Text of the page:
T.i.P.S.

  • Lightbulb This standard focuses on why it is important to have a positive credit history, and be able to explain the importance. For students, they may have trouble understanding why this could be so important. For example, “I don’t want to pay back more than I originally asked for, so I don’t ever want to have loans or credit cards”. This way of thinking raises a great point, no credit is not as favorable as good credit.

    Low interest rates on vehicles, mortgages, etc. go to those with good credit standing. Those with little to no credit are easily denied on that basis alone. Students should also understand that our needs and uses for money change as we grow. College graduates have a different need for credit and money than someone who is married with two children, paying for a house each month.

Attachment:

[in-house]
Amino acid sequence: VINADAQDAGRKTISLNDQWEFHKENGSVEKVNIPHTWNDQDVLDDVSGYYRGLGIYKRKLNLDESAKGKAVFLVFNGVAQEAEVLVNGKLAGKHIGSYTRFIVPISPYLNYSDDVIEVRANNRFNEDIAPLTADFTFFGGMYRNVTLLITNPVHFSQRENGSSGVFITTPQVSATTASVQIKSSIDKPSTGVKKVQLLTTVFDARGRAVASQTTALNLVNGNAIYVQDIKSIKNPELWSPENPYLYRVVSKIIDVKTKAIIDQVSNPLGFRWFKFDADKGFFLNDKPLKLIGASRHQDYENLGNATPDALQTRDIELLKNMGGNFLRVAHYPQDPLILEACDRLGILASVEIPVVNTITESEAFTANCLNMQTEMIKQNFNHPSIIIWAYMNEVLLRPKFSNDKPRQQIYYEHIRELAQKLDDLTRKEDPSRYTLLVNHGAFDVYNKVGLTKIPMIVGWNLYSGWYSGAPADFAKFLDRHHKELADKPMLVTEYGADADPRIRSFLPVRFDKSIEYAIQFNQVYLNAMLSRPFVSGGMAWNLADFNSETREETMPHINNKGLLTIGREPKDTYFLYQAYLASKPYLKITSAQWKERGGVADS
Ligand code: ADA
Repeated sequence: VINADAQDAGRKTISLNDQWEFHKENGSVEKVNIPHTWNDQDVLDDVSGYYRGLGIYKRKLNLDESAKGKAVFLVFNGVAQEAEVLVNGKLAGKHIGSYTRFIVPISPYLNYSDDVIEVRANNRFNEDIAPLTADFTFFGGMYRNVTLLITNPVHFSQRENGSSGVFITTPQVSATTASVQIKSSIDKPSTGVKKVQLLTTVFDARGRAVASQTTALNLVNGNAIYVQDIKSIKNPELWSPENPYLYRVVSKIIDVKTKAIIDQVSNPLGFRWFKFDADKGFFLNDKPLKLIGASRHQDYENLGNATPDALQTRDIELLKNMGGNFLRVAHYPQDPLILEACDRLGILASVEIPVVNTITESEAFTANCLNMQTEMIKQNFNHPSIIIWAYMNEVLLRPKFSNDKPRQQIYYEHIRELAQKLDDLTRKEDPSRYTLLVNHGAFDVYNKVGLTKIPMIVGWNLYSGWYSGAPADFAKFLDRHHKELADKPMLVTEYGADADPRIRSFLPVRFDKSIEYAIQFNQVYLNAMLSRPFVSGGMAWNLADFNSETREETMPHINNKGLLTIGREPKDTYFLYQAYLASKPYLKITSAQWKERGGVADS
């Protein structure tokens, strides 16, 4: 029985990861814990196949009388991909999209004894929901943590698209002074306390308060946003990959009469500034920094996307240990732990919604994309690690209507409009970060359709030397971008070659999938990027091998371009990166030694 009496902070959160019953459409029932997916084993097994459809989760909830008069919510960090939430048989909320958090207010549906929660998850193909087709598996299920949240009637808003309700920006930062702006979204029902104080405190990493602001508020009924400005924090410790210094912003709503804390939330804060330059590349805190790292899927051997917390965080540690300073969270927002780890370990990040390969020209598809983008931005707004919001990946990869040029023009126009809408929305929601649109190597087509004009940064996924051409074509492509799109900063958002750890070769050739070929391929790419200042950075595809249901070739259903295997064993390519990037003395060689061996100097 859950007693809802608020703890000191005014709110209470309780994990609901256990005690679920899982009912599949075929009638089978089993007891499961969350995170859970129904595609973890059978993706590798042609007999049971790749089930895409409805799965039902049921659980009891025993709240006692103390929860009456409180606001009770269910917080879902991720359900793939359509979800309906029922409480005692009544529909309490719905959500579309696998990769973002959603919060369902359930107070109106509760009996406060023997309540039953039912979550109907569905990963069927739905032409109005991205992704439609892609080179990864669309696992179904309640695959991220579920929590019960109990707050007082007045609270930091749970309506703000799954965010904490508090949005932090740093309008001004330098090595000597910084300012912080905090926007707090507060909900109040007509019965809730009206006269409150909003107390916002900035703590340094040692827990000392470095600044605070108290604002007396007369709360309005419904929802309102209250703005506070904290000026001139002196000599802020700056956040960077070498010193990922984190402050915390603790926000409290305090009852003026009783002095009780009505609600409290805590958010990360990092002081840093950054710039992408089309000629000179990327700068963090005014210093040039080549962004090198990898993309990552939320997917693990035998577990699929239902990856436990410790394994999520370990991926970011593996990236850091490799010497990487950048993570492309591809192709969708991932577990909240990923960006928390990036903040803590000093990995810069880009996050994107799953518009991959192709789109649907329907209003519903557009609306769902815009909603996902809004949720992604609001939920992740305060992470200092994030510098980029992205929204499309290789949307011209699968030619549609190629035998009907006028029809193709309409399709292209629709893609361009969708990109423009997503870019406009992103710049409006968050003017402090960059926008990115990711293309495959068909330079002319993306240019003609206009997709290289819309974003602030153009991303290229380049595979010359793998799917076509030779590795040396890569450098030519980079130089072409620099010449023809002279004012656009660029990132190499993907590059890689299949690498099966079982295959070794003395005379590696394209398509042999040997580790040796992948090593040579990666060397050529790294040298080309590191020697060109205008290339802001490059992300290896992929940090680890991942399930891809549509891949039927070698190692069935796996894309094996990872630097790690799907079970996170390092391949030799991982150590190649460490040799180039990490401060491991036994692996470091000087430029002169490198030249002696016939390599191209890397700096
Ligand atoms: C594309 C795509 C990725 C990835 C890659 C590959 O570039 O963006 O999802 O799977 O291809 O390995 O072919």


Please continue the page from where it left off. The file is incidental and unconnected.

Example

  • Which of the following is NOT a way to establish positive credit? Justify your thinking for each statement.

    1. Paying the minimum amount on a credit card account each month
    2. Making mortgage payments on time
    3. Paying off an auto loan before it is due
    4. Making all purchases with cash
     

Digital Tools

  • Click on the following links for interactive games.

Resources

TEKS

  • 6.14 Personal financial literacy. The student applies mathematical process standards to develop an economic way of thinking and problem solving useful in one's life as a knowledgeable consumer and investor. The student is expected to:

    (D) explain why it is important to establish a positive credit history

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